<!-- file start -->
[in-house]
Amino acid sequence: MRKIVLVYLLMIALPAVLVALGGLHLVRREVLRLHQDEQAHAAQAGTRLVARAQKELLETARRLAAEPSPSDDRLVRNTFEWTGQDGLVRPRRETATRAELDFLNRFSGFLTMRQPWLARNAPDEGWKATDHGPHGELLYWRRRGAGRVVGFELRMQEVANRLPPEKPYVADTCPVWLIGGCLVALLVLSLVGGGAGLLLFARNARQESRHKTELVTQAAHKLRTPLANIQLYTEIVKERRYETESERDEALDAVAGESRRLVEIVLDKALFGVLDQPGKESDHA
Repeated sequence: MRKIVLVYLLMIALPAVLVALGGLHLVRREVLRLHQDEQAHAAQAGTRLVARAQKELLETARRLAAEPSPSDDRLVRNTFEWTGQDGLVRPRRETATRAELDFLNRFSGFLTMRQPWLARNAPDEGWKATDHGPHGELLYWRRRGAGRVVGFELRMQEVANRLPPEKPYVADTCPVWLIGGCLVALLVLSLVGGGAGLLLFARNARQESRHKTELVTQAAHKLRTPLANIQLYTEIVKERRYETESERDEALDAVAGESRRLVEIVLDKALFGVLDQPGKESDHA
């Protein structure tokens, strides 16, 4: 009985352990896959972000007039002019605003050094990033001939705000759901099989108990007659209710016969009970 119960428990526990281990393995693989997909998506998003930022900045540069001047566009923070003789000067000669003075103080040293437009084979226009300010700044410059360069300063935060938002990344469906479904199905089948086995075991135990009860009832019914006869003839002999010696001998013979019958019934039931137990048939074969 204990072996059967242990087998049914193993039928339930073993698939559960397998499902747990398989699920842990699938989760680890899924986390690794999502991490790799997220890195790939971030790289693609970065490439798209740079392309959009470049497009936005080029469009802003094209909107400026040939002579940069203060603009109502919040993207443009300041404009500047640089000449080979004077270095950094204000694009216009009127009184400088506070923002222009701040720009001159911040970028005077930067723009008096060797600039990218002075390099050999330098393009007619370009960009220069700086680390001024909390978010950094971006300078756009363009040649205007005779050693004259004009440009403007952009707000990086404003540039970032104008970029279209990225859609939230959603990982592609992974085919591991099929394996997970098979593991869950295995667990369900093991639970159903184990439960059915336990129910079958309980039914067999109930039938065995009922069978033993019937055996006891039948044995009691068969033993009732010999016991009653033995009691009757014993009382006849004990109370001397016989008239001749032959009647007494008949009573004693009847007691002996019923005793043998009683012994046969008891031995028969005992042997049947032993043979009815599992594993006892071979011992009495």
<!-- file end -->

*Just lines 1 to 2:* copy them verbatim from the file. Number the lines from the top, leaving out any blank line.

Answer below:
[in-house]
Amino acid sequence: MRKIVLVYLLMIALPAVLVALGGLHLVRREVLRLHQDEQAHAAQAGTRLVARAQKELLETARRLAAEPSPSDDRLVRNTFEWTGQDGLVRPRRETATRAELDFLNRFSGFLTMRQPWLARNAPDEGWKATDHGPHGELLYWRRRGAGRVVGFELRMQEVANRLPPEKPYVADTCPVWLIGGCLVALLVLSLVGGGAGLLLFARNARQESRHKTELVTQAAHKLRTPLANIQLYTEIVKERRYETESERDEALDAVAGESRRLVEIVLDKALFGVLDQPGKESDHA